A second round of “trilogue” negotiation on the EU General Data Protection Regulation (GDPR), on July 14th, has addressed the law’s territorial scope and rules relating to international data transfers (Articles 3 and Chapter 5, respectively).

Although no agreed text has been released, public comments made by Jan Philipp Albrecht, the European Parliament’s lead negotiator on the GDPR, indicate that agreement has been reached “in principle” on most of the provisions discussed. (For a video of his comments, please see here, from 3:10:00 to 3:20:00.)  However, some issues remain to be resolved, and it is expected they will be addressed when negotiations resume in September.

International scope

Jan Philipp Albrecht reported that all parties agreed that the GDPR should also apply to data processors (not just data controllers) based outside the EU, if they are active on the EU market (which Article 3 of the GDPR defines as engaging in processing related to the offering of goods or services to individuals in the EU, or to monitoring them) – a development which Albrecht reportedly considers to be a “huge step forward” that would “level the playing field” between EU and overseas-based organizations, such as providers of cloud services yet to establish a physical presence in the EU.

International data transfers

Jan Philipp Albrecht indicated that there was agreement in trilogue that future European Commission decisions that lower red tape surrounding exports of personal data to non-EU countries (so-called “adequacy decisions” relating to third countries and privacy frameworks such as the U.S.-EU Safe Harbor), would be systematically subjected to periodic reviews.  The GDPR’s negotiations continue to take place in parallel with bi-lateral EU-U.S. discussions over reform of the Safe Harbor (covered here), and a significant judicial challenge to the scheme (covered here).

As for onward transfers of data (once the data is already out of the EU), there reportedly was agreement to the Parliament’s proposal on Article 40, which would subject onward transfers to the GDPR’s requirements.

The parties also discussed a controversial proposal by Parliament on Article 43a, namely that foreign (non-EU) court rulings or administrative orders requiring disclosure of the personal data of EU citizens could not be complied with unless such judgements/orders are locally binding (pursuant to a mutual legal assistance treaty or other international agreement), or if local data protection authorities authorise the disclosure.  Although not finally agreed at the meeting, Albrecht expressed optimism about the prospects of the amendment.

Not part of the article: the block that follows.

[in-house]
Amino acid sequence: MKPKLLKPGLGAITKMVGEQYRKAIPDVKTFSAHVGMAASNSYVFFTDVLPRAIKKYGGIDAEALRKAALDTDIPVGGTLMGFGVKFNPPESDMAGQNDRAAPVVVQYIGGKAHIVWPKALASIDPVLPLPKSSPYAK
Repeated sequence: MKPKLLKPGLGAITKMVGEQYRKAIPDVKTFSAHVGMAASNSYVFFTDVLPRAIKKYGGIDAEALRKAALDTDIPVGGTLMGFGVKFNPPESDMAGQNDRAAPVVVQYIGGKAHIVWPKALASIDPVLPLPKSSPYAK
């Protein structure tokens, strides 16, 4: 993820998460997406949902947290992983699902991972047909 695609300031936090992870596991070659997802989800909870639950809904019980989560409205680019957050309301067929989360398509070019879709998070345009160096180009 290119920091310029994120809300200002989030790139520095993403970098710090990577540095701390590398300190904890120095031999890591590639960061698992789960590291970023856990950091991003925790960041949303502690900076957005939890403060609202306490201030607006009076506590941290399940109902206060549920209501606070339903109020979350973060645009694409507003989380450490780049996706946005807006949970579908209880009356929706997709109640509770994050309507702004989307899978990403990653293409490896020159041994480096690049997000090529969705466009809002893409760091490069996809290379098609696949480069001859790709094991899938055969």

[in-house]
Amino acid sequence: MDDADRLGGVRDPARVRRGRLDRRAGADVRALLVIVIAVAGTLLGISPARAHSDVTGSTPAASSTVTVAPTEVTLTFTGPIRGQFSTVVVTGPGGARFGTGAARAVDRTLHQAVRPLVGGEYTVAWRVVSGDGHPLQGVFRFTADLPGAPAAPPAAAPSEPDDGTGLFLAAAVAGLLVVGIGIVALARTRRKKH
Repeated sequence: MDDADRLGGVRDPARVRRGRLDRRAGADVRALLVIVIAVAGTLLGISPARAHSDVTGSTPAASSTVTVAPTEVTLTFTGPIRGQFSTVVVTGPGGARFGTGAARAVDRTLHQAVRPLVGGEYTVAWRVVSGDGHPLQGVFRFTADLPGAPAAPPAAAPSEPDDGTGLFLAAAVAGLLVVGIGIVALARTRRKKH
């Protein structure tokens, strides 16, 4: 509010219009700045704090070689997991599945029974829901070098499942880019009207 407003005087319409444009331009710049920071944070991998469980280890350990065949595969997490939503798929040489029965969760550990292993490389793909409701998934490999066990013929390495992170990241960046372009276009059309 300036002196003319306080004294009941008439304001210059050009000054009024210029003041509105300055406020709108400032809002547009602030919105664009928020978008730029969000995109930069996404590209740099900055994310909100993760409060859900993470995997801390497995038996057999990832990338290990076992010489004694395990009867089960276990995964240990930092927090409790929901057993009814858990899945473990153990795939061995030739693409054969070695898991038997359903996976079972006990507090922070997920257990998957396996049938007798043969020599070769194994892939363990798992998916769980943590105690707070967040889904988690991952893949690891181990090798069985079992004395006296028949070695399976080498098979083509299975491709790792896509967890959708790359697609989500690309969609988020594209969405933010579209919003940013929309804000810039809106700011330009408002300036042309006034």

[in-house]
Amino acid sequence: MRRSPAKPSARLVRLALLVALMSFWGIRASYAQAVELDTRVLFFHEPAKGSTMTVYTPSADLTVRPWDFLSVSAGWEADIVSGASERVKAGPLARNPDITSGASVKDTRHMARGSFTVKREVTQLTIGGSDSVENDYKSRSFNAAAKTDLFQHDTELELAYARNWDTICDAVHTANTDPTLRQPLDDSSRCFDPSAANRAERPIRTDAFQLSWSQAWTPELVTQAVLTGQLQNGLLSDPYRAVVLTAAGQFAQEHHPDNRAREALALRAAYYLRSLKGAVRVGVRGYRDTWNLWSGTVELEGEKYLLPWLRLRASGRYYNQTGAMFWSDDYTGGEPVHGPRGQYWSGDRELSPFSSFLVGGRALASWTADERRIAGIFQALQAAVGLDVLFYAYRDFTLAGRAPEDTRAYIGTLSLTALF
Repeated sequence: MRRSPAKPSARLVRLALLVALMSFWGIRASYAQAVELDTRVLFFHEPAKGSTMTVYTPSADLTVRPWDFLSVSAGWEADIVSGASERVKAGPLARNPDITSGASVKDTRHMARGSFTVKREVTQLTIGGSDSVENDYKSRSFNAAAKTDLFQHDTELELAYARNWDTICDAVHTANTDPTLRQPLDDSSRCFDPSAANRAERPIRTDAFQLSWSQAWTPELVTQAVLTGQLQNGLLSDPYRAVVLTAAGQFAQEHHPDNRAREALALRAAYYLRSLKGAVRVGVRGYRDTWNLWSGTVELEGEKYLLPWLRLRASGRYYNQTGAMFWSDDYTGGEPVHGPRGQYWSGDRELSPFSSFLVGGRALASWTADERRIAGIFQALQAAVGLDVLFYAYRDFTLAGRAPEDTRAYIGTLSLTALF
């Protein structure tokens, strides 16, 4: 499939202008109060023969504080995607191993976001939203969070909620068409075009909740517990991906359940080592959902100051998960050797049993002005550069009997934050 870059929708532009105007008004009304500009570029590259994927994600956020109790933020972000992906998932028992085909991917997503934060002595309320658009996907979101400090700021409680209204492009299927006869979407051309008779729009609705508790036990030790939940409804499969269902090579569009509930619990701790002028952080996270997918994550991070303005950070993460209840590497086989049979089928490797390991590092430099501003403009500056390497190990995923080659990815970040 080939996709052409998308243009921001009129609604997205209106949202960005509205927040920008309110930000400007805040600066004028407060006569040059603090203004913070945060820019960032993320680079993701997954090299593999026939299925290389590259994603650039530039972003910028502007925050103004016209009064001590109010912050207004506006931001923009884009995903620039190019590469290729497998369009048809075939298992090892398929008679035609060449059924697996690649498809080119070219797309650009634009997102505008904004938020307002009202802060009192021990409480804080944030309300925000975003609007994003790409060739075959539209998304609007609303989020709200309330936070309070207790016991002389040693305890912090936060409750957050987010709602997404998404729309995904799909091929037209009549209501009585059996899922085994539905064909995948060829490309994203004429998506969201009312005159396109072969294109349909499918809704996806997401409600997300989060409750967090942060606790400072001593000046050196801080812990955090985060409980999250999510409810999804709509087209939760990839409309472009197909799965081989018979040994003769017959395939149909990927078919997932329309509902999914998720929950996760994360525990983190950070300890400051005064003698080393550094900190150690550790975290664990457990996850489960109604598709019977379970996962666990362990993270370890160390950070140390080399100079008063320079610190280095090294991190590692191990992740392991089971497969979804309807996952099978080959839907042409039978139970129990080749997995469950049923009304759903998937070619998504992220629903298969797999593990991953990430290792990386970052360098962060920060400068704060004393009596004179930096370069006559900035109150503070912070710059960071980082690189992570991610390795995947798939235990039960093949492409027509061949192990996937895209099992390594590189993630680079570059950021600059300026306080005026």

Albrecht stated that the next few negotiation rounds (starting in early September, after a summer recess) would turn to potentially thornier issues of data subjects rights, controller duties, and the legal grounds on which data can be collected and processed.

Photo of Phil Bradley-Schmieg Phil Bradley-Schmieg

Philippe Bradley-Schmieg’s practice covers a range of commercial, regulatory and intellectual property matters affecting the IT, e-health, internet media and telecoms sectors, often with a multi-jurisdictional scope.  He advises on intellectual property, compliance and policy matters such as online consumer rights, liability for…

Philippe Bradley-Schmieg’s practice covers a range of commercial, regulatory and intellectual property matters affecting the IT, e-health, internet media and telecoms sectors, often with a multi-jurisdictional scope.  He advises on intellectual property, compliance and policy matters such as online consumer rights, liability for third party content, patent, copyright and database right licensing, privacy and data protection, medical confidentiality, cybersecurity, data breach responses, and law enforcement data disclosure.  Mr. Bradley-Schmieg advises on UK, EU and international law, and has worked in London and Brussels.